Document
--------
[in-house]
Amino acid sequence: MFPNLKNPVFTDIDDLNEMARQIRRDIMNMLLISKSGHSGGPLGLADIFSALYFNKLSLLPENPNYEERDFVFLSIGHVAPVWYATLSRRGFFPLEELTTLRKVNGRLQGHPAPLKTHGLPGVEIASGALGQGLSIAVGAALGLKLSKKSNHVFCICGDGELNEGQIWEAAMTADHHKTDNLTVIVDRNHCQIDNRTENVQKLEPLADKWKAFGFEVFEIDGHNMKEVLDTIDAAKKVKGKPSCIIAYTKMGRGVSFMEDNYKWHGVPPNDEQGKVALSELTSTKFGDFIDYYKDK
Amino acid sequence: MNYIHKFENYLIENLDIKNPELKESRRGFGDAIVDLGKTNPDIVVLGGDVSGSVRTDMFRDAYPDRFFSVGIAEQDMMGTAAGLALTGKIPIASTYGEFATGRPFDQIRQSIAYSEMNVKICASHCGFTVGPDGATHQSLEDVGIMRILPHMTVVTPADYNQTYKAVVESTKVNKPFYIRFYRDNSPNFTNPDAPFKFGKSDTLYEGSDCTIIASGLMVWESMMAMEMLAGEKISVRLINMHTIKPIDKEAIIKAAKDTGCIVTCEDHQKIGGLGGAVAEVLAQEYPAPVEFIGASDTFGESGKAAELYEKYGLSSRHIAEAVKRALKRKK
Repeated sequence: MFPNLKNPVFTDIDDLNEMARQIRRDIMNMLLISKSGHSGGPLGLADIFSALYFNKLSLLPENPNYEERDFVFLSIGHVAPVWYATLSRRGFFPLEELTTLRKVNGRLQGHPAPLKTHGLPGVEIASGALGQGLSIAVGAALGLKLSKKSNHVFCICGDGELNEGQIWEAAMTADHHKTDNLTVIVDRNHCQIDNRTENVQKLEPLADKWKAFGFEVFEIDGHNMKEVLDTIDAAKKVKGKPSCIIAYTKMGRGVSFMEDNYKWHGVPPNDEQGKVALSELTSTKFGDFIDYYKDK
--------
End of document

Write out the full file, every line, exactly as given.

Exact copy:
[in-house]
Amino acid sequence: MFPNLKNPVFTDIDDLNEMARQIRRDIMNMLLISKSGHSGGPLGLADIFSALYFNKLSLLPENPNYEERDFVFLSIGHVAPVWYATLSRRGFFPLEELTTLRKVNGRLQGHPAPLKTHGLPGVEIASGALGQGLSIAVGAALGLKLSKKSNHVFCICGDGELNEGQIWEAAMTADHHKTDNLTVIVDRNHCQIDNRTENVQKLEPLADKWKAFGFEVFEIDGHNMKEVLDTIDAAKKVKGKPSCIIAYTKMGRGVSFMEDNYKWHGVPPNDEQGKVALSELTSTKFGDFIDYYKDK
Amino acid sequence: MNYIHKFENYLIENLDIKNPELKESRRGFGDAIVDLGKTNPDIVVLGGDVSGSVRTDMFRDAYPDRFFSVGIAEQDMMGTAAGLALTGKIPIASTYGEFATGRPFDQIRQSIAYSEMNVKICASHCGFTVGPDGATHQSLEDVGIMRILPHMTVVTPADYNQTYKAVVESTKVNKPFYIRFYRDNSPNFTNPDAPFKFGKSDTLYEGSDCTIIASGLMVWESMMAMEMLAGEKISVRLINMHTIKPIDKEAIIKAAKDTGCIVTCEDHQKIGGLGGAVAEVLAQEYPAPVEFIGASDTFGESGKAAELYEKYGLSSRHIAEAVKRALKRKK
Repeated sequence: MFPNLKNPVFTDIDDLNEMARQIRRDIMNMLLISKSGHSGGPLGLADIFSALYFNKLSLLPENPNYEERDFVFLSIGHVAPVWYATLSRRGFFPLEELTTLRKVNGRLQGHPAPLKTHGLPGVEIASGALGQGLSIAVGAALGLKLSKKSNHVFCICGDGELNEGQIWEAAMTADHHKTDNLTVIVDRNHCQIDNRTENVQKLEPLADKWKAFGFEVFEIDGHNMKEVLDTIDAAKKVKGKPSCIIAYTKMGRGVSFMEDNYKWHGVPPNDEQGKVALSELTSTKFGDFIDYYKDK